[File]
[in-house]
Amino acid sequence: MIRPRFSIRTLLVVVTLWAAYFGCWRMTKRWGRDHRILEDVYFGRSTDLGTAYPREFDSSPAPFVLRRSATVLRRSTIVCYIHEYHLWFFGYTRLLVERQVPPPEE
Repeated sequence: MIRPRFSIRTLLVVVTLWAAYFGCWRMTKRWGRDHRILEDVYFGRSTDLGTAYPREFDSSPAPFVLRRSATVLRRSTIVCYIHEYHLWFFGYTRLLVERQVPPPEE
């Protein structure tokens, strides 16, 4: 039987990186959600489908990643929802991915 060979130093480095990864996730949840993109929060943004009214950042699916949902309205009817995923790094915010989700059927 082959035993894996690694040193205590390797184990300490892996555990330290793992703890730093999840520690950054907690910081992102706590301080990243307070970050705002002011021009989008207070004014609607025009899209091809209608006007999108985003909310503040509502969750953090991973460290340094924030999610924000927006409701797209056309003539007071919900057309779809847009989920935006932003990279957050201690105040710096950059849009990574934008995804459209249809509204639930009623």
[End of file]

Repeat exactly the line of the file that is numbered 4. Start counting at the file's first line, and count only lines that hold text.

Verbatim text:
């Protein structure tokens, strides 16, 4: 039987990186959600489908990643929802991915 060979130093480095990864996730949840993109929060943004009214950042699916949902309205009817995923790094915010989700059927 082959035993894996690694040193205590390797184990300490892996555990330290793992703890730093999840520690950054907690910081992102706590301080990243307070970050705002002011021009989008207070004014609607025009899209091809209608006007999108985003909310503040509502969750953090991973460290340094924030999610924000927006409701797209056309003539007071919900057309779809847009989920935006932003990279957050201690105040710096950059849009990574934008995804459209249809509204639930009623």